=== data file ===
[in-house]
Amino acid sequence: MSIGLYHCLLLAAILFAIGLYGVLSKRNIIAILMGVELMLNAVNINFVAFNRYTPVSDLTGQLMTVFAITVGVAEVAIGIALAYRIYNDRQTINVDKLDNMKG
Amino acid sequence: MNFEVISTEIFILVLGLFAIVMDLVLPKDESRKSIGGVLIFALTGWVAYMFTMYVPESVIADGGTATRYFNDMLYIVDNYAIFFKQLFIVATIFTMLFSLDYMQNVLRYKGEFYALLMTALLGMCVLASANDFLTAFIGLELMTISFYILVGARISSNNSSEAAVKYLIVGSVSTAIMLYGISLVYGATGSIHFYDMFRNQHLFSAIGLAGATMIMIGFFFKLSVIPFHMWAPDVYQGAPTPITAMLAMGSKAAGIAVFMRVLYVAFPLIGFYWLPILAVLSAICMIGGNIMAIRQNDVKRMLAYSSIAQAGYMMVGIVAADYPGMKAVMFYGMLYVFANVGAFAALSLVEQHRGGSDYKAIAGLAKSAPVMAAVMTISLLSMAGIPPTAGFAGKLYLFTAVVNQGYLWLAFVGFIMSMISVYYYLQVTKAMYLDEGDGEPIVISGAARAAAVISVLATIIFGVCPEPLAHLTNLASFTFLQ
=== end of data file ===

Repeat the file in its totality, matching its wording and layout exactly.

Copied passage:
[in-house]
Amino acid sequence: MSIGLYHCLLLAAILFAIGLYGVLSKRNIIAILMGVELMLNAVNINFVAFNRYTPVSDLTGQLMTVFAITVGVAEVAIGIALAYRIYNDRQTINVDKLDNMKG
Amino acid sequence: MNFEVISTEIFILVLGLFAIVMDLVLPKDESRKSIGGVLIFALTGWVAYMFTMYVPESVIADGGTATRYFNDMLYIVDNYAIFFKQLFIVATIFTMLFSLDYMQNVLRYKGEFYALLMTALLGMCVLASANDFLTAFIGLELMTISFYILVGARISSNNSSEAAVKYLIVGSVSTAIMLYGISLVYGATGSIHFYDMFRNQHLFSAIGLAGATMIMIGFFFKLSVIPFHMWAPDVYQGAPTPITAMLAMGSKAAGIAVFMRVLYVAFPLIGFYWLPILAVLSAICMIGGNIMAIRQNDVKRMLAYSSIAQAGYMMVGIVAADYPGMKAVMFYGMLYVFANVGAFAALSLVEQHRGGSDYKAIAGLAKSAPVMAAVMTISLLSMAGIPPTAGFAGKLYLFTAVVNQGYLWLAFVGFIMSMISVYYYLQVTKAMYLDEGDGEPIVISGAARAAAVISVLATIIFGVCPEPLAHLTNLASFTFLQ